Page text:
James Cone is the leader in black liberation theology, with a focus on the civil rights movement. In the interview during the Trinity Institute’s 38th National Conference, Cone speaks of reasons for the connection between religion and violence. Two thought-provoking questions introduced a discussion on the connection between power, violence and religion and the cross and crucifixion as a symbol of violence.
Cone suggested that religious people are victims of violence, such as African-Americans. The civil rights movement used religion to inspire African-Americans to resist violence. He concedes that the dominant religion is always violent against people who have no power. If religion is in the hands of powerful people, it will be violent towards those that are not powerful. Cone suggests that the African-American community is the victim of that violence because Caucasians are the dominant, therefore powerful, force behind religion, economics, and politics in the United States.
Cone also suggests that the cross and crucifixion are symbols of violence. He states that he believes the crucifixion was a “first century lynching.” There has been a history of violence towards the African-American community in the form of lynching. Americans lynched more than 5,000 African-Americans and the Christian Church said little about it. Cone claims that the cross is a symbol of the violence that Jesus endured, a symbol of the lynching. Jesus, in essence, was a victim of violence. Cone also claims that the only way Christians would understand the violence Jesus went through would be to see it through the lynching of African-Americans in the United States. To identify with the crucifixion, Christians must identify with the people who were lynched. The cross is a symbol of God siding with the victim, the powerless. If one wants to become a Christian, one has to give up the power. Cone believes that one must give back what one took.
The African-American point of view is certainly different from the Caucasian point of view. No one can deny that the lynching of African-Americans in the United States was terrible, however, in today’s society, Americans have come a long way. The cross does symbolize the violence that Jesus endured and the crucifixion was an extreme act of violence, but saying that the Caucasian group as a whole condones violence because of the Christian religion is ludicrous.
A select few Caucasians lynched African-Americans. The segregation that led to the civil rights movement, for most Caucasian Americans, was just a way of life. They only Caucasians that really spoke out against the African-American community were White Supremacists. What James Cone perhaps forgot was that White Supremacy did not encompass the entire Caucasian population.
Few might believe that in order to understand the crucifixion one must understand the lynching experience in the United States. The crucifixion could be understood in a number of ways. Everyone has no doubt experienced violence toward their person in their lifetime. One can use that experience of violence to understand the crucifixion. Cone sounded as though he wanted to make it a race issue, when in fact, it does not have to be. African-Americans are not the only people to experience violence. Take, for instance, the Holocaust. That did not involve African-Americans, but the Caucasian, Jewish community. Does that diminish the pain and violence that the Jewish community felt? Of course not. African-Americans have certainly felt violence from the Caucasian community, however, Caucasians have experienced violence as well.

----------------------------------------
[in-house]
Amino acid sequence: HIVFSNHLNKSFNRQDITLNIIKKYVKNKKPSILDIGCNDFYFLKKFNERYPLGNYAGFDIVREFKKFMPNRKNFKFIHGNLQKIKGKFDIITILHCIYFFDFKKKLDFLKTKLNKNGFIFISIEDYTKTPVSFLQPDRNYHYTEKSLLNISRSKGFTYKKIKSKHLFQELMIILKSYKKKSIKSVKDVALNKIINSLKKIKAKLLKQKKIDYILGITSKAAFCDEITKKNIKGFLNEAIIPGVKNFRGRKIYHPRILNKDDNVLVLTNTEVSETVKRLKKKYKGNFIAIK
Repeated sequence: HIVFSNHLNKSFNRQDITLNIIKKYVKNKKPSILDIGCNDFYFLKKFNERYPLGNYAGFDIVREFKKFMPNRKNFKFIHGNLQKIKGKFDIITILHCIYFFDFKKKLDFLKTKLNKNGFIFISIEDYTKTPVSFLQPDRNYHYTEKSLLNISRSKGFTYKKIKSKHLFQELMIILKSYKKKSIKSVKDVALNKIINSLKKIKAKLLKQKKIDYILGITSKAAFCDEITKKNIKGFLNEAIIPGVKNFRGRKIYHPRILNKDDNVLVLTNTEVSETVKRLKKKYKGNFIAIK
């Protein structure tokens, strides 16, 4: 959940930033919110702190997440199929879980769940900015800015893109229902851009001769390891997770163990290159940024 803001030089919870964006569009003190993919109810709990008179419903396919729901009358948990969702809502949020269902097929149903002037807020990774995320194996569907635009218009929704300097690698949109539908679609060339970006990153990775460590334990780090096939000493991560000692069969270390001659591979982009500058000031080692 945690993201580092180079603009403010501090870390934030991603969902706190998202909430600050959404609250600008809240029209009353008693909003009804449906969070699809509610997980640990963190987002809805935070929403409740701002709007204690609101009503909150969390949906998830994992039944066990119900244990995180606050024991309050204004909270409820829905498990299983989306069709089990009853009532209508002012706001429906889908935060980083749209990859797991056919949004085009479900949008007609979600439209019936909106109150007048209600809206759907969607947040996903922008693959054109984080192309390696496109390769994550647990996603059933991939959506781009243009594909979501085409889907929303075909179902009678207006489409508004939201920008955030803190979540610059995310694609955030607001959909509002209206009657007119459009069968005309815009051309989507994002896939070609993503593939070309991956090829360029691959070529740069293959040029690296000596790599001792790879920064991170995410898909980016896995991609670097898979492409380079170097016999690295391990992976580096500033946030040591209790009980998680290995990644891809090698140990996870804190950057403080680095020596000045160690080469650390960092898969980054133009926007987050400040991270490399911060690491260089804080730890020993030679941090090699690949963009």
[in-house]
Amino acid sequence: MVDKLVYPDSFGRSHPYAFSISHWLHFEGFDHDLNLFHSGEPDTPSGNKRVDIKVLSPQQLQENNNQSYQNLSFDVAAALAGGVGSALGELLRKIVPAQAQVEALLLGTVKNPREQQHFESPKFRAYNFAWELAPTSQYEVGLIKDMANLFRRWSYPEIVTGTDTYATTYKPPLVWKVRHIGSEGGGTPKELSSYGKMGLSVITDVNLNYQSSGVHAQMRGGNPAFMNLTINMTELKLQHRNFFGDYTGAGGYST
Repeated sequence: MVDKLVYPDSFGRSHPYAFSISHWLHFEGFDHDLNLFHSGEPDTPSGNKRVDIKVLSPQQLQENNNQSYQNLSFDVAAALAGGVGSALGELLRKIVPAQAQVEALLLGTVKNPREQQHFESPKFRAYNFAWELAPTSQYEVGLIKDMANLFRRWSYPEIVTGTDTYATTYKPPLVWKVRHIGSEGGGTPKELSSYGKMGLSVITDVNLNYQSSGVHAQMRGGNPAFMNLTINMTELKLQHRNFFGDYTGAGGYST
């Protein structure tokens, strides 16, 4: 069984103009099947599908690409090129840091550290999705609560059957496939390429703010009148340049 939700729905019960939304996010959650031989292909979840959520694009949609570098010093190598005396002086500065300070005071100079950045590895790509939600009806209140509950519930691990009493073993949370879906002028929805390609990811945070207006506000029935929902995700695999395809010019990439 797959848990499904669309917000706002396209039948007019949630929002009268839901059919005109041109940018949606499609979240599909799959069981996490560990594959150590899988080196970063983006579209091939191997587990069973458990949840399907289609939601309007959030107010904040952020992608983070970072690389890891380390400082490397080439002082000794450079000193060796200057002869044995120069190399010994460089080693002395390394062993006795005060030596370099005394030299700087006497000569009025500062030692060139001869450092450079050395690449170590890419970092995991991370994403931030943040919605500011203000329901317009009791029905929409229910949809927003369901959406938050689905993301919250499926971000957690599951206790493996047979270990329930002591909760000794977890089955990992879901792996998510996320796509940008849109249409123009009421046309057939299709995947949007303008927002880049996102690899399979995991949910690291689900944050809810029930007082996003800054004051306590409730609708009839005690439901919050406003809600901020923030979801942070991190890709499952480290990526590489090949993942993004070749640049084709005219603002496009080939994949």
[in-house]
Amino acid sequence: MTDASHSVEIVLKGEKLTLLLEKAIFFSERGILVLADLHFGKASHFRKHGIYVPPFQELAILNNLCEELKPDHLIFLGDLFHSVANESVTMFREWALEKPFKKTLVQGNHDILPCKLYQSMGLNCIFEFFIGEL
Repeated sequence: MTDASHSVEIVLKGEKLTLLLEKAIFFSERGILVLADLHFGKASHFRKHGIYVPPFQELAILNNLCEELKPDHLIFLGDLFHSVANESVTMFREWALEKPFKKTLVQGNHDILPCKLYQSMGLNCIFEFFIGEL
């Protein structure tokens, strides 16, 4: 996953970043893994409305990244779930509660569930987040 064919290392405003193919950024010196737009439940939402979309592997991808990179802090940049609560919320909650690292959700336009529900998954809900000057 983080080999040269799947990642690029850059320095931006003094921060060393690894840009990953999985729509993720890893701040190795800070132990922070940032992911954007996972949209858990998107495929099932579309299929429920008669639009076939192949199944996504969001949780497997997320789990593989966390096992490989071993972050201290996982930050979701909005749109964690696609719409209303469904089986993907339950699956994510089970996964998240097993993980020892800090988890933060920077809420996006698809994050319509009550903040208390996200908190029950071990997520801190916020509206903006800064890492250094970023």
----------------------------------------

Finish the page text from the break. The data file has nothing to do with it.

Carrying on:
In addition, Cone made a connection between the violence seen by the African-American community in the past, and perhaps in the present, to the power Caucasians have regarding not only politics and economics, but also religion. Caucasians are not the only group to have power in religion. For example, some African-Americans are pastors at Christian churches. As for power in politics, yes, Caucasians have significant power, but so do African-Americans. A prime example of this is Colin Powell. Another great example is Barack Obama, who is now the President of the United States. Perhaps in light of President Obama’s inauguration, Cone would rethink his stance on the racial issues of power in politics.
In conclusion, all races and ethnicities have experienced violence, religious or otherwise. The crucifixion of Jesus was certainly a violent event, but a necessary one according to Christian belief. The world has always been, and always will be, rife with violence, not only for African-Americans, but for everyone. Not only has there been Caucasians being violent toward African-Americans, but one is now seeing more and more that there are also African-Americans being violent toward Caucasians. The goal is to look to religion to inspire everyone to stray from violence; violence is not the answer, whether religion was a personal reason for it or not. Religion is not supposed to teach people to be violent. It is supposed to teach people to love one another, to live life in a way that will harm no one.
– Cone, James. (2008). Interview on Religion ; Violence. Retrieved May 24, 2009, from Trinity Wall Street. http://www.trinitywallstreet.org/education/?institute-2008